Vendor Tips with Kim Bauer: 3 Strategies to Boost Holiday Sales

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Kate Stamas Photography

Kim Bauer is a former maker who now works tirelessly with small businesses and crafters, guiding them to go grow and develop a successful business. Renegade Craft is so grateful that Kim will be offering tips and advice on our blog while sharing examples of her past experiences.  Thank you, Kim!

3 Strategies to Boost Holiday Sales

Ready or not, the holidays are coming. And they’re going to bring out the holiday shoppers in full force. By planning ahead and by making a few strategic tweaks, you can appeal to the senses of the holiday shopper and boost your sales.


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1)    Make enough to sell enough

As a soy candle maker, I sold nearly as much after Nov. 1 as I did the entire rest of the year. Selling that amount in 6-8 weeks required advance planning so that I had enough inventory on hand.

Select 2-3 popular items: Last year I wanted to buy a handmade gift for a close family member, but the turnaround time was six weeks for each custom piece. The seller had a long list of items she could make, but she hadn’t made them in advance for the holidays. I couldn’t give this family member an IOU, so unfortunately, I had to purchase a different product. A better strategy would have been for her to refine her long product list into a few popular items and make them in advance. Even if she had leftover inventory, it would have been useful the next year, and she wouldn’t have lost important sales at the holidays.

Forecast sales: Many crafters estimate that 25-50% of their sales for the year come after November 1. Which means if you have sold $5,000 to date, you can probably hope to sell another $2,500-$5,000 depending on your marketing efforts. It’s also important for your booth to look full, even if it means having leftover inventory. If your shop looks picked over, buyers may likely believe the good items are gone and pass you by.

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2)    Get gift-ready 

At holiday markets, shoppers are on the prowl for gift items —and the way that they think about gifts is different than the way they think about items for themselves.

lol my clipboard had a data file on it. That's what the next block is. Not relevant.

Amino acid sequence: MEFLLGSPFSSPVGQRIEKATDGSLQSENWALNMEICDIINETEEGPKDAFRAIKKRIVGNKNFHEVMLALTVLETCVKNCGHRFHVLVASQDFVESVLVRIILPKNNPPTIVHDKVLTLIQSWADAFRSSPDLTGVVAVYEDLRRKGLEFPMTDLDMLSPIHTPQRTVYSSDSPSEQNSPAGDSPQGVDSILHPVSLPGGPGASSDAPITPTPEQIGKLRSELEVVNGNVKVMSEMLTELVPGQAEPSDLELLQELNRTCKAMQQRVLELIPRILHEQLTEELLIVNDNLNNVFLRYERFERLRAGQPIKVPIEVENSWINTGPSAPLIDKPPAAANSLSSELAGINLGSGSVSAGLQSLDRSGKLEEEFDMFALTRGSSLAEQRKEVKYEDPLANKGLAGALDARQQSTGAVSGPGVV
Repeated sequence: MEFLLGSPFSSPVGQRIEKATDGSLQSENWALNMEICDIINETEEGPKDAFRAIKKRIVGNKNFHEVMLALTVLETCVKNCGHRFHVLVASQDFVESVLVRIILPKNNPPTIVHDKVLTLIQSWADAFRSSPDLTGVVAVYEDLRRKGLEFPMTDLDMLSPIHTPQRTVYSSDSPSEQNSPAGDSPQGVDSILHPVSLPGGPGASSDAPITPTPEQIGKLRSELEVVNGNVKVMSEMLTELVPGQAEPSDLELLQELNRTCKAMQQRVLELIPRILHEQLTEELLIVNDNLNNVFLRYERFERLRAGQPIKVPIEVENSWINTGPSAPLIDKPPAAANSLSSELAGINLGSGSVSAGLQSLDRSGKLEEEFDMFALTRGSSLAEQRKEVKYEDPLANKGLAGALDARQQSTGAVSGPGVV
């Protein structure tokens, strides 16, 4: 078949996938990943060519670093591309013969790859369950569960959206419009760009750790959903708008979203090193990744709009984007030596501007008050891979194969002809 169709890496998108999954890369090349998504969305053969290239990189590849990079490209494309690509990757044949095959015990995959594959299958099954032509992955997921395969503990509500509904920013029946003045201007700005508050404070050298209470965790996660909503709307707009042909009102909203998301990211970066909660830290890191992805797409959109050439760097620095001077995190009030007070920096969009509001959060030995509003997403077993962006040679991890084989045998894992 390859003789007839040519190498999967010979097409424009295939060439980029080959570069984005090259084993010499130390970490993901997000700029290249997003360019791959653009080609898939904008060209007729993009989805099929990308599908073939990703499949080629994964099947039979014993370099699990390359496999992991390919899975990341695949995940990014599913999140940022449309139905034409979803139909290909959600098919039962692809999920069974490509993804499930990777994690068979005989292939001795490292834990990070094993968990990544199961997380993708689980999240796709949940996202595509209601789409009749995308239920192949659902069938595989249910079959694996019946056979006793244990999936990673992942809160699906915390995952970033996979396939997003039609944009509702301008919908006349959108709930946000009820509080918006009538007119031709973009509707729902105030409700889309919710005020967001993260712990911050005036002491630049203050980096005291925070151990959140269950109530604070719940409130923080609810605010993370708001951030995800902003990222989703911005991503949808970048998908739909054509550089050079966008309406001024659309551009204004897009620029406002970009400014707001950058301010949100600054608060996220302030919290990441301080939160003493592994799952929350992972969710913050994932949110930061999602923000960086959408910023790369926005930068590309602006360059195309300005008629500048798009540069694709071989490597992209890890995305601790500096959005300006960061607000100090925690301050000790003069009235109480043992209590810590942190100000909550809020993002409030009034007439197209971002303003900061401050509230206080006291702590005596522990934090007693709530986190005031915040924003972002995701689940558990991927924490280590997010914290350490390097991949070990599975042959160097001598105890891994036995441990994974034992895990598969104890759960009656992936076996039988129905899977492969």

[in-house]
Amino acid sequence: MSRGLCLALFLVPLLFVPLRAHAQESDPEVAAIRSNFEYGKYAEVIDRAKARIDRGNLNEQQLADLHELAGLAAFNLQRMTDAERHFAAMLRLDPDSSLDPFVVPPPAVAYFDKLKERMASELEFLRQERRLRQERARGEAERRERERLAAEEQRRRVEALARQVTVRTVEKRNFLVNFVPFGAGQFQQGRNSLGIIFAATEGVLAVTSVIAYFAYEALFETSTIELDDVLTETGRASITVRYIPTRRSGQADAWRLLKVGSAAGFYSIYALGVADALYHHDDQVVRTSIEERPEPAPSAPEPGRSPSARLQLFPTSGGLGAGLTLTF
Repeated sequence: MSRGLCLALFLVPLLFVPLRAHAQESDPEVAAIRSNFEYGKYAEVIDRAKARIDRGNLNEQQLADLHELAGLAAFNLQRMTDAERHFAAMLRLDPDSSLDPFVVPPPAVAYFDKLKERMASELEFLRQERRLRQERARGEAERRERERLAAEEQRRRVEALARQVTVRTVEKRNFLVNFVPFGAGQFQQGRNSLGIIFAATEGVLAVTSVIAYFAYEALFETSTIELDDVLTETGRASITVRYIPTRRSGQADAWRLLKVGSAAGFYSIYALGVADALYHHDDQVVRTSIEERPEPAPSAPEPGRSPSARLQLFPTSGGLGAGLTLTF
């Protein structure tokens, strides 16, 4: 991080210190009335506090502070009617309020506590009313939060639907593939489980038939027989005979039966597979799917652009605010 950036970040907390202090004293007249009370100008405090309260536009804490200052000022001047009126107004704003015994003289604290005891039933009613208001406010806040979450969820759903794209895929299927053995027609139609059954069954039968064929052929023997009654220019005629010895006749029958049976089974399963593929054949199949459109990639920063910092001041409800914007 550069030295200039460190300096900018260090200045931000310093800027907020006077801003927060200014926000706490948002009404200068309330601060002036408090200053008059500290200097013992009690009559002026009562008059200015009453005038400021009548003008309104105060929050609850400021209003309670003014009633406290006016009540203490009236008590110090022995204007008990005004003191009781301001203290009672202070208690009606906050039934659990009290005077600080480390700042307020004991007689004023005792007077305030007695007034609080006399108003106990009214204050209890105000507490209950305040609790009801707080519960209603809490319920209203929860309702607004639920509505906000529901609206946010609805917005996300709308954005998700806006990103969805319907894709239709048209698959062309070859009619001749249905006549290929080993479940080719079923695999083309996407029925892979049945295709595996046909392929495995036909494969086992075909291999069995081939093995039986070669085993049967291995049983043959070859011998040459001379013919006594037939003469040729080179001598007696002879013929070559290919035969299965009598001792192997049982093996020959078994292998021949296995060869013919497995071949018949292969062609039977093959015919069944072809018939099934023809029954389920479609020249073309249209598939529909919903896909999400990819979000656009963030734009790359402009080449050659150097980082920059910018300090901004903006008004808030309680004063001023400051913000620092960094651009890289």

Price points: Buyers give many different gifts at the holidays, from a $20 office gift to a $100 significant other gift. Providing items at a variety of price points will help you capture as many gift sales as possible —especially on the $15-$30 end.

Product cards: If buyers choose to shop for gifts at a craft market, they care about giving a gift with a story. Have your product story printed on small cards to be included with gift purchases and have these cards displayed for shoppers to see.

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Wrapping: At holiday markets, I displayed brown paper gift bags with green or red tissue paper. It signaled to customers that they could walk away with a giving-ready gift. I included the gift wrapping at no additional cost to the buyer because the cost was nominal and it helped me to close many additional sales.

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3)    Draw customers to your booth with sight, smell and sound

There’s a reason that many stores start playing holiday music in early November: it works. Certain cues serve as signals of long-held holiday traditions and put shoppers in the mood to browse and to buy. Creating a memorable experience is key to helping buyers to choose you and to remember you. Get festive with your booth and appeal to the holiday senses of shoppers.

Sight: Decorations  like lights, garland, wreaths and bows are all inviting signals to a memorable holiday booth.

Smell: Certain smells conjure up holiday memories for many shoppers. If you can, include scents in your booth, like sprigs of a fir tree or cinnamon sticks.

Sound: You know the music —the songs we hear only during the last couple months of the year. Your playlist can include whatever music you can tolerate, and it is a tried and true tactic to increase holiday purchases.

Kim Bauer

Kim Bauer is a business counselor and former crafter. She has worked with more than 300 small business owners and aspiring entrepreneurs to help them position their businesses for success. Kim has an MBA in strategic management and entrepreneurship from Tulane University. You can find her in cyberspace at: KTBAUER.COM.

 

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